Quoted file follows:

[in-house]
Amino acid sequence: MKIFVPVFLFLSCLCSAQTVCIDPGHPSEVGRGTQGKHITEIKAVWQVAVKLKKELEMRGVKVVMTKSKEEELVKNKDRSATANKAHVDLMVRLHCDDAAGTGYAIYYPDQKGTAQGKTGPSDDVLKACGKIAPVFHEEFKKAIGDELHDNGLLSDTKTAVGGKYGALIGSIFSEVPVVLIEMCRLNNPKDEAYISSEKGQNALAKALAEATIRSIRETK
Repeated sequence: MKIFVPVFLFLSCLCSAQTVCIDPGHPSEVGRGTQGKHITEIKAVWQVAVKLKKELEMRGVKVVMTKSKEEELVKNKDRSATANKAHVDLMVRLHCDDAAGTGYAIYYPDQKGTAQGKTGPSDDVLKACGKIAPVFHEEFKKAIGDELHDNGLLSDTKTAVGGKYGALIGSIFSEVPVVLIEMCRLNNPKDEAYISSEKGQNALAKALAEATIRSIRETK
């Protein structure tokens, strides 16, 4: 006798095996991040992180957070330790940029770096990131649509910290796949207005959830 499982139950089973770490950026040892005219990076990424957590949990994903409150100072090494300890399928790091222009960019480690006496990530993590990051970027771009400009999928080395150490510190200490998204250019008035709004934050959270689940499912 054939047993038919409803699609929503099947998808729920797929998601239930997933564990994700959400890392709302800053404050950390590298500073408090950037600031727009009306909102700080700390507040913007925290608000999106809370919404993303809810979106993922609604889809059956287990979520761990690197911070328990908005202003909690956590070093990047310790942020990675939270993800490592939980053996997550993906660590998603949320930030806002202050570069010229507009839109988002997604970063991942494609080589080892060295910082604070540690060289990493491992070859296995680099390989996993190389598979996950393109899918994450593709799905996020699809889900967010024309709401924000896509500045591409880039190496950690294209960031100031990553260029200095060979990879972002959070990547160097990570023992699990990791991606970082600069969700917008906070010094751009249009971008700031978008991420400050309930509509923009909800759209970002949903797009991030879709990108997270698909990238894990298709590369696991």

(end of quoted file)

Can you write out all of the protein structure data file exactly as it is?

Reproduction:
[in-house]
Amino acid sequence: MKIFVPVFLFLSCLCSAQTVCIDPGHPSEVGRGTQGKHITEIKAVWQVAVKLKKELEMRGVKVVMTKSKEEELVKNKDRSATANKAHVDLMVRLHCDDAAGTGYAIYYPDQKGTAQGKTGPSDDVLKACGKIAPVFHEEFKKAIGDELHDNGLLSDTKTAVGGKYGALIGSIFSEVPVVLIEMCRLNNPKDEAYISSEKGQNALAKALAEATIRSIRETK
Repeated sequence: MKIFVPVFLFLSCLCSAQTVCIDPGHPSEVGRGTQGKHITEIKAVWQVAVKLKKELEMRGVKVVMTKSKEEELVKNKDRSATANKAHVDLMVRLHCDDAAGTGYAIYYPDQKGTAQGKTGPSDDVLKACGKIAPVFHEEFKKAIGDELHDNGLLSDTKTAVGGKYGALIGSIFSEVPVVLIEMCRLNNPKDEAYISSEKGQNALAKALAEATIRSIRETK
């Protein structure tokens, strides 16, 4: 006798095996991040992180957070330790940029770096990131649509910290796949207005959830 499982139950089973770490950026040892005219990076990424957590949990994903409150100072090494300890399928790091222009960019480690006496990530993590990051970027771009400009999928080395150490510190200490998204250019008035709004934050959270689940499912 054939047993038919409803699609929503099947998808729920797929998601239930997933564990994700959400890392709302800053404050950390590298500073408090950037600031727009009306909102700080700390507040913007925290608000999106809370919404993303809810979106993922609604889809059956287990979520761990690197911070328990908005202003909690956590070093990047310790942020990675939270993800490592939980053996997550993906660590998603949320930030806002202050570069010229507009839109988002997604970063991942494609080589080892060295910082604070540690060289990493491992070859296995680099390989996993190389598979996950393109899918994450593709799905996020699809889900967010024309709401924000896509500045591409880039190496950690294209960031100031990553260029200095060979990879972002959070990547160097990570023992699990990791991606970082600069969700917008906070010094751009249009971008700031978008991420400050309930509509923009909800759209970002949903797009991030879709990108997270698909990238894990298709590369696991």